It’s currently a buyers market for criminals with an eye for identity theft. Thanks to ongoing lockdown measures, workforces everywhere are scattered, individual employees are more vulnerable than ever to social engineering tactics, and sensitive data that was once protected by robust on-premise security and corporate networks is now accessible via unsecured home environments.
What’s more, organizations across the globe are scrambling to digitize their processes, regulators have yet to enforce remote security procedures, and our most valuable data can now be accessed via easily penetrable devices on a basic home network.
From better education and a zero trust policy, to multi-factor authentication and wider business tools built to detect, respond to, and segregate attacks, it is more important than ever that IT teams ensure their remote workforce is educated and enabled to deal with increasingly sophisticated criminal attempts.
Before delving into how to protect against identity theft, it’s important to understand the two core avenues criminals are utilizing.
Ricky Magalhaes is Managed Services Security Director at Logicalis UK
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Intruders looking to perform identity theft first undergo what can often be a lengthy process of social engineering. This means stealing minor information that’s specific to the user that they are targeting and using it, alongside intimidation tactics, to blend some truth into a narrative with the user, such as requests from a bank or trusted brand asking for verification or even answers to security questions. Once the victim divulges this information, the attacker can use it to seize full control of the user’s online identity and wreak havoc throughout the enterprise network.
Home network devices
With most, if not all, of the average workforce now being based at home, cybercriminals are able to bypass the more robust security of the physical office perimeter and find a way in through a less secure device sitting on the same home network as a company laptop or tablet. For banks and other financial organizations housing lucrative data, this is particularly concerning. Once an attacker breaks into the network they are then able to move laterally throughout the network and do what they do best.
With these routes to identity theft acknowledged, it’s up to IT teams to create strict procedures, from better education to technical protocols, that enforce the best possible defence possible and ensure every user accessing the network is equipped to properly identify and mitigate threat attacks in the case that these defences don’t work.
As always, the first and most effective thing IT leaders can do is create an atmosphere of caution amongst their colleagues. This means adopting a ‘zero trust’ approach to any and all business communications - digital or otherwise. If users aren’t expecting an email asking for specific information, they should phone the sender to verify the request. That goes for any kind of communication - if there is a second way of authenticating the person at the other end of the email or phone, it must become second nature to do so. It is an extremely simple method but it’s also the most effective. It’s awareness like this, almost a common sense, that is often lost as businesses scramble to digitize themselves. Despite all of the security solutions available to us, humans still play a pivotal role in defending or failing an organization. Attackers will remember this, but organizations often forget.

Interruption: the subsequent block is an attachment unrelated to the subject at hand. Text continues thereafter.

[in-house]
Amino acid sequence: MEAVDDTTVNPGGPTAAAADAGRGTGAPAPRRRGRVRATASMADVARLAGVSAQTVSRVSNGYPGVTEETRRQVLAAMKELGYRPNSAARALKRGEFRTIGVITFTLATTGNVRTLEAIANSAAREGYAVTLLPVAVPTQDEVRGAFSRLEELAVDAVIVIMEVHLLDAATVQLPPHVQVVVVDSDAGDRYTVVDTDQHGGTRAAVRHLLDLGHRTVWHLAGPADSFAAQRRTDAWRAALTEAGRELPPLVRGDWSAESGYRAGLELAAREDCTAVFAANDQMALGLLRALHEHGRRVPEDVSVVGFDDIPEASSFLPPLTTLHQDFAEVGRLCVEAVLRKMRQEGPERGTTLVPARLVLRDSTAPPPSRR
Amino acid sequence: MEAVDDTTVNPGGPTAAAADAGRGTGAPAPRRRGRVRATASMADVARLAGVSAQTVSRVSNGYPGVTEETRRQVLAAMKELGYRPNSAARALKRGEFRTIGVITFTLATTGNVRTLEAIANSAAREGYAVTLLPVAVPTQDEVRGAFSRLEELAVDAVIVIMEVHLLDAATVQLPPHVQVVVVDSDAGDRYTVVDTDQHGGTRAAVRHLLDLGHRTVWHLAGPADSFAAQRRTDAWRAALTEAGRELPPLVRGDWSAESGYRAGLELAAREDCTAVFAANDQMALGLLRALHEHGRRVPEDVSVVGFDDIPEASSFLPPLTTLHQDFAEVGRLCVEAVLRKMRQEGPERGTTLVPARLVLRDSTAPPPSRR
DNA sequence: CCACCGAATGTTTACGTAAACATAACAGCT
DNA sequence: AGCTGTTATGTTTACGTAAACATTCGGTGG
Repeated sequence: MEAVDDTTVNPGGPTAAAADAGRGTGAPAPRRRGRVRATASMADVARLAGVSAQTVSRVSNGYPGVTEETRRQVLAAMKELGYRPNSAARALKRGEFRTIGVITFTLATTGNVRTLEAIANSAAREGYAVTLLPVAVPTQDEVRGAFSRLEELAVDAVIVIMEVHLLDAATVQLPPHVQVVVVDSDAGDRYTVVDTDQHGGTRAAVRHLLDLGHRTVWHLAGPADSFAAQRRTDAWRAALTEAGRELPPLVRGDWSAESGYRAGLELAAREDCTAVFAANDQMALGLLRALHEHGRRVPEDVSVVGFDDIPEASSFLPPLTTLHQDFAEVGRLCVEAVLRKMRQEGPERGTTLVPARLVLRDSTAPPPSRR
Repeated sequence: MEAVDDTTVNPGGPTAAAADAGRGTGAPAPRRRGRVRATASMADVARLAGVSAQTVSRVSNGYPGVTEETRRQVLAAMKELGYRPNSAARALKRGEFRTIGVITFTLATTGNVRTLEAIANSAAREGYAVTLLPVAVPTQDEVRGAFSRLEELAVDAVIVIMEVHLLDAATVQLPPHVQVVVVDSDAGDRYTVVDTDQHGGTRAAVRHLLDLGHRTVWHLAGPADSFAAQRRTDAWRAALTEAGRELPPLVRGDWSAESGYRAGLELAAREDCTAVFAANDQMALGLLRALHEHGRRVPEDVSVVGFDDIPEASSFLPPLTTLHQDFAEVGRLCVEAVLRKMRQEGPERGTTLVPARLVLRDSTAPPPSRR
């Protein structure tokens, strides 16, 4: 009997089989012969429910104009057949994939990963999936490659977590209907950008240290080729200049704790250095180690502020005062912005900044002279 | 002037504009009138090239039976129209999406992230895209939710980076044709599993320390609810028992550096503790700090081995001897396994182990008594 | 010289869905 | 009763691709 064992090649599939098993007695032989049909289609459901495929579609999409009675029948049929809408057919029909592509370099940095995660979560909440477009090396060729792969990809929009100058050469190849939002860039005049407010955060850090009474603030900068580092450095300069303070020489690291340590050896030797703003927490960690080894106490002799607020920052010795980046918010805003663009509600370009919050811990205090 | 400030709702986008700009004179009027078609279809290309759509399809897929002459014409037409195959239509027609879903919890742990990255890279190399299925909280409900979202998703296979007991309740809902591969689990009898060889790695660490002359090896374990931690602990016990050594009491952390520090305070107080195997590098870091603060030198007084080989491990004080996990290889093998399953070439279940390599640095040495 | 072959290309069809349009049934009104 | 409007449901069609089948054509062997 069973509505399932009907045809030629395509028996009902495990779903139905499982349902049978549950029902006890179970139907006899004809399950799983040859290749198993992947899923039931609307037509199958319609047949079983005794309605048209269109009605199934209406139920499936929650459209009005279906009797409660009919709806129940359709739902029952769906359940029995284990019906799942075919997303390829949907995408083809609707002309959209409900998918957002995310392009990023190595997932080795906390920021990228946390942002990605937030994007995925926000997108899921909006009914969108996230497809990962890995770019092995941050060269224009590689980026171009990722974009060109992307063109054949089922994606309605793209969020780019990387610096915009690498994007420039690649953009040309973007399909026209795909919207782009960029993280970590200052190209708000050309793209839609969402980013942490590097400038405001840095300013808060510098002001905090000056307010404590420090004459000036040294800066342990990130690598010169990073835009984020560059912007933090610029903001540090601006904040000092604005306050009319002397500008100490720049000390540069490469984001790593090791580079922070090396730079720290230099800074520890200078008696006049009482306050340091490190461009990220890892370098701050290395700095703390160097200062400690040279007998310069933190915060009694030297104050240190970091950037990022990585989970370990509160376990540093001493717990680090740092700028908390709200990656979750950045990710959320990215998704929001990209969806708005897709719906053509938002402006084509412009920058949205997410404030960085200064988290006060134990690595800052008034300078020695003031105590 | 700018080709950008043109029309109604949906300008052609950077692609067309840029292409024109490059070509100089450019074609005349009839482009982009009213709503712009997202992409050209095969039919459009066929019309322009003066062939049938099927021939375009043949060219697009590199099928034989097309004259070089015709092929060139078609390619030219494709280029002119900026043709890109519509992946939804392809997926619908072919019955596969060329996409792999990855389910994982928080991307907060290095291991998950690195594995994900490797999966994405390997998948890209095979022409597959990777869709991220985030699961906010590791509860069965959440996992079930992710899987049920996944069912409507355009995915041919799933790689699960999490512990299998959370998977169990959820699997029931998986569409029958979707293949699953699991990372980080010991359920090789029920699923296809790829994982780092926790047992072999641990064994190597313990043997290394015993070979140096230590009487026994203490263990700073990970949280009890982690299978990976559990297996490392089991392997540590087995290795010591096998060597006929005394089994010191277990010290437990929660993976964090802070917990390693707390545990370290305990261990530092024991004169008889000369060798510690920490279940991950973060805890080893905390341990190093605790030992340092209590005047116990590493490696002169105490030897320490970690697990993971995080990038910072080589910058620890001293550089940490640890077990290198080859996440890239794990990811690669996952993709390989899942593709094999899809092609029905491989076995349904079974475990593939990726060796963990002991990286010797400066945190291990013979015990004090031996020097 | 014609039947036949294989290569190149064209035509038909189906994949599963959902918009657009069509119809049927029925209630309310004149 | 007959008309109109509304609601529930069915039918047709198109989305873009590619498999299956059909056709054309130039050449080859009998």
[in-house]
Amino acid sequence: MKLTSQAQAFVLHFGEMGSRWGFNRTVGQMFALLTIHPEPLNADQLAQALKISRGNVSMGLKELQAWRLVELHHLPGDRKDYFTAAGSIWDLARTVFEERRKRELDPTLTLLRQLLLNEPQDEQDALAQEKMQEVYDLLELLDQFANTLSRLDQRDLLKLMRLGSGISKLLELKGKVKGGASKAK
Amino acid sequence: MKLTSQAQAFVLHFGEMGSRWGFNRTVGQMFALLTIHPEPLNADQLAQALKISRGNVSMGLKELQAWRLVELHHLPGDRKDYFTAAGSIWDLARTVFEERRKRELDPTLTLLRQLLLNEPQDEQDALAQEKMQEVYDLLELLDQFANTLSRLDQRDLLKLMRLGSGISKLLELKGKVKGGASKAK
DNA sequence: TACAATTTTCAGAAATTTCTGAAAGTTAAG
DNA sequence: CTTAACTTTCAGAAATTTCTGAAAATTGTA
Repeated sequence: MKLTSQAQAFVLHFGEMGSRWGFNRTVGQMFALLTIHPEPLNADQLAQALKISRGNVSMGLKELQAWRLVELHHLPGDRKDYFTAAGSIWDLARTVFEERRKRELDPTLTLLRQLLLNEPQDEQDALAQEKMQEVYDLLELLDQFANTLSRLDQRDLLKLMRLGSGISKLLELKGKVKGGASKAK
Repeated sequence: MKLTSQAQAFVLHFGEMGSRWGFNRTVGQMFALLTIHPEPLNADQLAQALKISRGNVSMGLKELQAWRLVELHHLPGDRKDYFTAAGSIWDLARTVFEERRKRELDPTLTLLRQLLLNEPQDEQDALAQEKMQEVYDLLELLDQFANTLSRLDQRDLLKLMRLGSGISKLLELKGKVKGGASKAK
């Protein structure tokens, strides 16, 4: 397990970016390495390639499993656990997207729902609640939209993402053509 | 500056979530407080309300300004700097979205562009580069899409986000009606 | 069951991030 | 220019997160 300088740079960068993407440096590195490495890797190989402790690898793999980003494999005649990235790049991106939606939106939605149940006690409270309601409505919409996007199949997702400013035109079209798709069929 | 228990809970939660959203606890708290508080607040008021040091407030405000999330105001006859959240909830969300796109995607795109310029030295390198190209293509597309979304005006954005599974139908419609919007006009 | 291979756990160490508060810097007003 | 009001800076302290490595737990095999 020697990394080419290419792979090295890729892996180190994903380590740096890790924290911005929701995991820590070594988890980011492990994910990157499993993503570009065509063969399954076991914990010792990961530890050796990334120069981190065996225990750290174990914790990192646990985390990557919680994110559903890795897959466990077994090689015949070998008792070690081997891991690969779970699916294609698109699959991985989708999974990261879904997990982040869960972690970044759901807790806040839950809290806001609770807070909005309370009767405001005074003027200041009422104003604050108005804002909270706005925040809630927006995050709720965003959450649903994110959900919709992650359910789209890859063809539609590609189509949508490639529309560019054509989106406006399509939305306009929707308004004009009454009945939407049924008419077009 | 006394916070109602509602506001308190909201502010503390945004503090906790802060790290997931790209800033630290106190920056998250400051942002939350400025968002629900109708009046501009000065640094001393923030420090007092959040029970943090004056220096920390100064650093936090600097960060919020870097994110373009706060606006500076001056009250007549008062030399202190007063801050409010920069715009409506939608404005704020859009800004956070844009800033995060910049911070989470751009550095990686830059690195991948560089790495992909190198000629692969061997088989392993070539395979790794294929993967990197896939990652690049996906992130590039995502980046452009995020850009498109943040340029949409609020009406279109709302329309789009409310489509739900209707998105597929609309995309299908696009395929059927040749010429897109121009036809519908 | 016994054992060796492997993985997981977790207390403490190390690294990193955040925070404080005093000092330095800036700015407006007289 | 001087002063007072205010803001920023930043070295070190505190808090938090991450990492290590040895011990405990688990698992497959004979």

Another vital tool in any defence is multi-factor authentication. By requiring more than one set of data from a user looking to access sensitive files or networks, the chance of a successful breach due to identity theft is immediately reduced. So, if your online identity is stolen, multi-factor authentication acts as a final safety net. If you can’t identify somebody, you can’t authenticate them. If you can’t authenticate them, you can’t provide the correct actor privilege level - which is how these compromises typically occur.
Network segregation is a reliable way to prevent criminals accessing and laterally moving through an enterprise network, having accessed it through a weak security point at a user’s home. By providing remote workers with a seperate network dedicated entirely to their workloads, IT leaders are able to remove these new security blind spots - in the form of the connected home - and close one of the prime avenues used by those attempting identity theft.
Identity theft attempts, along with remote working practices, are here to stay, though the idea of total protection, is gone. Nobody can fully protect, and so we must instead focus on defending for the inevitable. Beyond the above actionable tips for combating identity theft, IT teams and their organizations must embrace a larger sense of vigilance, awareness and consistency when composing themselves and interacting with others in the online world - particularly as they operate alone, away from the support of their physical perimeter.
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